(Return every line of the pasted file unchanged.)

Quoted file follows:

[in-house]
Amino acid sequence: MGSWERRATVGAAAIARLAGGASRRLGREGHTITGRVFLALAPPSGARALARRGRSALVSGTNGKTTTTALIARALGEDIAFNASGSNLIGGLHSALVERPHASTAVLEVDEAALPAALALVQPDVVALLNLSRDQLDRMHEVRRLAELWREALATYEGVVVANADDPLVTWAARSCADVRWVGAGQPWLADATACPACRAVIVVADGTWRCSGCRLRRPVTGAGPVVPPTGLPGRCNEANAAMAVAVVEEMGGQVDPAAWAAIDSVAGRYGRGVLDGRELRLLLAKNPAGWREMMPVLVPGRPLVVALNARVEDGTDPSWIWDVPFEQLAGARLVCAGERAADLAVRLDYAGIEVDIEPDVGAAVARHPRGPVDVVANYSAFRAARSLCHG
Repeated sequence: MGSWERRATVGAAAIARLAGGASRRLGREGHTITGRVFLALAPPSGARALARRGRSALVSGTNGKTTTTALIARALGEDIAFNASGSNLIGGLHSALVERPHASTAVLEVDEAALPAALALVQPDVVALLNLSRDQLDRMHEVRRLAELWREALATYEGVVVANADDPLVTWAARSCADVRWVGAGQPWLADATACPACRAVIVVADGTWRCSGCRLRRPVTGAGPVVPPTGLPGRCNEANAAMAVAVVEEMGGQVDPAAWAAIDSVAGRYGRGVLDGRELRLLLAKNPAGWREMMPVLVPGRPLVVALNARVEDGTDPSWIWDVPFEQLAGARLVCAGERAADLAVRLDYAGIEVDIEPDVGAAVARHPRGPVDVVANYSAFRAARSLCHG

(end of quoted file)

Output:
[in-house]
Amino acid sequence: MGSWERRATVGAAAIARLAGGASRRLGREGHTITGRVFLALAPPSGARALARRGRSALVSGTNGKTTTTALIARALGEDIAFNASGSNLIGGLHSALVERPHASTAVLEVDEAALPAALALVQPDVVALLNLSRDQLDRMHEVRRLAELWREALATYEGVVVANADDPLVTWAARSCADVRWVGAGQPWLADATACPACRAVIVVADGTWRCSGCRLRRPVTGAGPVVPPTGLPGRCNEANAAMAVAVVEEMGGQVDPAAWAAIDSVAGRYGRGVLDGRELRLLLAKNPAGWREMMPVLVPGRPLVVALNARVEDGTDPSWIWDVPFEQLAGARLVCAGERAADLAVRLDYAGIEVDIEPDVGAAVARHPRGPVDVVANYSAFRAARSLCHG
Repeated sequence: MGSWERRATVGAAAIARLAGGASRRLGREGHTITGRVFLALAPPSGARALARRGRSALVSGTNGKTTTTALIARALGEDIAFNASGSNLIGGLHSALVERPHASTAVLEVDEAALPAALALVQPDVVALLNLSRDQLDRMHEVRRLAELWREALATYEGVVVANADDPLVTWAARSCADVRWVGAGQPWLADATACPACRAVIVVADGTWRCSGCRLRRPVTGAGPVVPPTGLPGRCNEANAAMAVAVVEEMGGQVDPAAWAAIDSVAGRYGRGVLDGRELRLLLAKNPAGWREMMPVLVPGRPLVVALNARVEDGTDPSWIWDVPFEQLAGARLVCAGERAADLAVRLDYAGIEVDIEPDVGAAVARHPRGPVDVVANYSAFRAARSLCHG